German steel off a bit in November as EAF output continues to slide

German crude steel production in November fell 0.3% year on year to 3.4 million mt as electric arc furnace production continued to fall steeply, according to data published Dec. 20 by German steel federation WV Stahl.

The monthly volume was also down 7.9% from the 3.7 million mt crude steel produced in October.

Year-to-date output was up 13.5% to 36.9 million mt, as the industry continued to recover after pandemic-related shutdowns.

Electric arc furnace output continued to fall in November due to high energy costs and supply chain problems, with 30.1% of the total volume being produced by EAFs, down from 33.3% a year ago and 31.0% the previous month.

EAF output was down 9.8% on the year and slipped 10.6% from October to 1.01 million mt, although the year-to date EAF volume was still up 6.5% to 11.5 million mt.

German steel mills produced 2.35 million mt of crude steel in November using blast furnace-basic oxygen furnace, up 4.5% year on year but down 6.7% from October, with the January-November volume up 16.9% on the year to 25.4 million mt.

Pig iron production rose 5.1% on the year, but dropped 4% on the month in November to 2.2 million mt, while hot-rolled steel products increased 4.3% year on year to 2.8 million year on year, which was down 8.4% from the previous month.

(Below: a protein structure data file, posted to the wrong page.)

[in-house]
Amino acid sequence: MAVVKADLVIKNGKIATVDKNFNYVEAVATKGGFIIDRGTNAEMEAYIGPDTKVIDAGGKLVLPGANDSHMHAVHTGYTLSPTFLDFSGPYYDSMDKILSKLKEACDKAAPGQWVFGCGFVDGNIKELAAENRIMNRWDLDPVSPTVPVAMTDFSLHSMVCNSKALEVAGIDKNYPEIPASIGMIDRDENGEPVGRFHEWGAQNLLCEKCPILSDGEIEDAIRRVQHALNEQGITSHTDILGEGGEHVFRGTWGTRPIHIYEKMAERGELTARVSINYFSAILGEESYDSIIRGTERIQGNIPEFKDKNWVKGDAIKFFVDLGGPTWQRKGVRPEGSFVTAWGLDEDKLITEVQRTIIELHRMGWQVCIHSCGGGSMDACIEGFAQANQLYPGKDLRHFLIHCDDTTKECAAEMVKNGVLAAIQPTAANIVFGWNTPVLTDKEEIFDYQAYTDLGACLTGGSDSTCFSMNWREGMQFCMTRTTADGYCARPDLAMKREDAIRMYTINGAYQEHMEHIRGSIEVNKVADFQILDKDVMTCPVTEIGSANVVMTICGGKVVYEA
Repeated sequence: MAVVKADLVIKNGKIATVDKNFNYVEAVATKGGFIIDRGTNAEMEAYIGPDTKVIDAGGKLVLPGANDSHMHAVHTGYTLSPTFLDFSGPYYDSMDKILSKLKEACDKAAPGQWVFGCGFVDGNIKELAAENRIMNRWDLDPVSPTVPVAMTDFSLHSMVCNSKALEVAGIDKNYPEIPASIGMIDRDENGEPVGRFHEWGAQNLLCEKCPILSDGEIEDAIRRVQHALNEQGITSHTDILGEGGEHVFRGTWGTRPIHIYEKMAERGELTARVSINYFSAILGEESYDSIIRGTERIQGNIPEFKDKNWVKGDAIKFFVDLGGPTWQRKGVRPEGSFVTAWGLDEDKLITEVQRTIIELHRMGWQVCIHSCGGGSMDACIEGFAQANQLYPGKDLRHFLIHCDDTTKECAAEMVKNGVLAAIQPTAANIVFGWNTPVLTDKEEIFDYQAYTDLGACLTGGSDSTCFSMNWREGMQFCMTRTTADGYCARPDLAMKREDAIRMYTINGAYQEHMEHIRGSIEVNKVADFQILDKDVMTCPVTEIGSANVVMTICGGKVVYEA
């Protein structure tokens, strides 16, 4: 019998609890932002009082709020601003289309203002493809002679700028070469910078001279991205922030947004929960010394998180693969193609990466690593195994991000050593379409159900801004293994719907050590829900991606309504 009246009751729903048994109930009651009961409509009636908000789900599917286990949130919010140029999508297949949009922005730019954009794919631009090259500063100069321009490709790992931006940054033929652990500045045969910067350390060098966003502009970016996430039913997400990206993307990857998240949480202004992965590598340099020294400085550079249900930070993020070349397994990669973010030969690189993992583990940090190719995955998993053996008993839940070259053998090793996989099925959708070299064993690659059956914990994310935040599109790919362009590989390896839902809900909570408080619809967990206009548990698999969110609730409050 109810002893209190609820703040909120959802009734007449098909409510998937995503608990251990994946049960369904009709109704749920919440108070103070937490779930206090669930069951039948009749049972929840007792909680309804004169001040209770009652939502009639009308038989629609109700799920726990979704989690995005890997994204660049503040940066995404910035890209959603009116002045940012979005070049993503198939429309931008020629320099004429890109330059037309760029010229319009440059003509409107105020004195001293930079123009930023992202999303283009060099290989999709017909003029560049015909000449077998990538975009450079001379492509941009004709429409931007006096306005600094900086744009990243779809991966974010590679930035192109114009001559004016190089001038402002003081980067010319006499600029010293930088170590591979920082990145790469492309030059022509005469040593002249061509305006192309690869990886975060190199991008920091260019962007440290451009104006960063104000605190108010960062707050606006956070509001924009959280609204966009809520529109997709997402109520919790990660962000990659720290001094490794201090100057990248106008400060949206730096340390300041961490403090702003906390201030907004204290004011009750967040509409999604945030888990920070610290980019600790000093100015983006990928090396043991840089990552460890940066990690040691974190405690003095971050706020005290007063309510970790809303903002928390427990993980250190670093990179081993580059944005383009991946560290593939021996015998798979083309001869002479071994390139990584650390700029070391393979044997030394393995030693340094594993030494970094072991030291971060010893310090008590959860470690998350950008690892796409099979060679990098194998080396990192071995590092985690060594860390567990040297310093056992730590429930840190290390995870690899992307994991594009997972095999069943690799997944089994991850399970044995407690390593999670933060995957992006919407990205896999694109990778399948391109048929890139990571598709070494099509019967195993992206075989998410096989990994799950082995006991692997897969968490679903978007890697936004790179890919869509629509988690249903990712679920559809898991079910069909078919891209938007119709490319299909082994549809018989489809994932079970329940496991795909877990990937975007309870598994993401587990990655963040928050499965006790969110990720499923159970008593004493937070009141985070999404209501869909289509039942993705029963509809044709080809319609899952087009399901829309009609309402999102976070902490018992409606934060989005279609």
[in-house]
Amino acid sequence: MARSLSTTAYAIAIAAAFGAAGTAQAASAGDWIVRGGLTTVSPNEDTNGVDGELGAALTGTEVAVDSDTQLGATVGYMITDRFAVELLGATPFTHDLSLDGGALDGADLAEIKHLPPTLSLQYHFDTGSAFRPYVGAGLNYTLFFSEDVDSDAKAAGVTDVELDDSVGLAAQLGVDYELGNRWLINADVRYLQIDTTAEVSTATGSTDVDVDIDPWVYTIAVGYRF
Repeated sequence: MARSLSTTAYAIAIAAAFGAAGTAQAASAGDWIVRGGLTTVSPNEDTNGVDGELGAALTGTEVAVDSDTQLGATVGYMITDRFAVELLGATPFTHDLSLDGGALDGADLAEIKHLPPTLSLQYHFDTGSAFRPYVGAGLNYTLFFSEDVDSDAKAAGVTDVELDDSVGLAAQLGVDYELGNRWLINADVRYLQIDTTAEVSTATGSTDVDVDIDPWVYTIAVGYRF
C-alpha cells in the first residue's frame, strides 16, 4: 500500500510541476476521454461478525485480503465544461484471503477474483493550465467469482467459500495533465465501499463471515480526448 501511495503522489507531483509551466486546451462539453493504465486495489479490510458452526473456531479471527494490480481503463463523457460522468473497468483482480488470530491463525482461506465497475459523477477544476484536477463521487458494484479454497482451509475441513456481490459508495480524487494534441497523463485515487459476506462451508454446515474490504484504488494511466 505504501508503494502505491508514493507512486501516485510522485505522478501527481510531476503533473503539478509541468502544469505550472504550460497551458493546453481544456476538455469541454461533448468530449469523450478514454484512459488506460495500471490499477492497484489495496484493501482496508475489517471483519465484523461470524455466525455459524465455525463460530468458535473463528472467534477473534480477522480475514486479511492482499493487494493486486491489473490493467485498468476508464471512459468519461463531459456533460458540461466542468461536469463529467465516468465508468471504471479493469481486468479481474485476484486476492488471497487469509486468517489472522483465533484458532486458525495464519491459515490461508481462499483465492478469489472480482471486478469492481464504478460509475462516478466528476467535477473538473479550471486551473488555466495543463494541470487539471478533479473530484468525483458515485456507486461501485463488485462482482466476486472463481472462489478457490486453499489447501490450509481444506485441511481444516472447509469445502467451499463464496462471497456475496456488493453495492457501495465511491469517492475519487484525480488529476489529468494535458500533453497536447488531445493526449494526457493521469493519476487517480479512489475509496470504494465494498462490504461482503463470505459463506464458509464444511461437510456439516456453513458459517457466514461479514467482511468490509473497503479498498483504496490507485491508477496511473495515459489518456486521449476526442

Looking ahead, a Benelux service center source told S&P Global Platts: “Mill production will be stable, it’s risky if they will still produce when inventories are so high. Automotive demand optimism is returning, the market says they’re doing well and it will be better in first quarter — [production] is really dependent on this.”

The source added that the surge of COVID-19 cases in Europe could impact staffing at mills, leading to “big problems” for production.

A second Benelux service center source said that most mills were booked for January-February so he did not expect any production ramp-up in the new year.

“Imports are risky because of pending duties, quotas. People are not in a hurry to buy, mills are not increasing prices,” the second source said.

— Jacqueline Holman, Amanda Flint